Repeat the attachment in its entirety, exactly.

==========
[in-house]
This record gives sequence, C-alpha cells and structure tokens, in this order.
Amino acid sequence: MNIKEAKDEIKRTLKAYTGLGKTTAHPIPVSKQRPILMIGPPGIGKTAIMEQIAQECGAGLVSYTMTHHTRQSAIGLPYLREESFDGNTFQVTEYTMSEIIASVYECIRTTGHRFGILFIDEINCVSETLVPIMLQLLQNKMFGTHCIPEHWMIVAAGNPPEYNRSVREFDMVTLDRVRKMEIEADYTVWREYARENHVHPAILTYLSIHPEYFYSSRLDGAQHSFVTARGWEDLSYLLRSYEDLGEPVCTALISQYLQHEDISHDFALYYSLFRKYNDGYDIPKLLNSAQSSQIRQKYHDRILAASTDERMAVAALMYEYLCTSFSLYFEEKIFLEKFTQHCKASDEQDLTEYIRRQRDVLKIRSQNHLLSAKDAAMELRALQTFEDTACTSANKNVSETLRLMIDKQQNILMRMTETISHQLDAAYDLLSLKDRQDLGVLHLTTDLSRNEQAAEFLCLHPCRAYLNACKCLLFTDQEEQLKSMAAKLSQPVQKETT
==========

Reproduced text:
[in-house]
This record gives sequence, C-alpha cells and structure tokens, in this order.
Amino acid sequence: MNIKEAKDEIKRTLKAYTGLGKTTAHPIPVSKQRPILMIGPPGIGKTAIMEQIAQECGAGLVSYTMTHHTRQSAIGLPYLREESFDGNTFQVTEYTMSEIIASVYECIRTTGHRFGILFIDEINCVSETLVPIMLQLLQNKMFGTHCIPEHWMIVAAGNPPEYNRSVREFDMVTLDRVRKMEIEADYTVWREYARENHVHPAILTYLSIHPEYFYSSRLDGAQHSFVTARGWEDLSYLLRSYEDLGEPVCTALISQYLQHEDISHDFALYYSLFRKYNDGYDIPKLLNSAQSSQIRQKYHDRILAASTDERMAVAALMYEYLCTSFSLYFEEKIFLEKFTQHCKASDEQDLTEYIRRQRDVLKIRSQNHLLSAKDAAMELRALQTFEDTACTSANKNVSETLRLMIDKQQNILMRMTETISHQLDAAYDLLSLKDRQDLGVLHLTTDLSRNEQAAEFLCLHPCRAYLNACKCLLFTDQEEQLKSMAAKLSQPVQKETT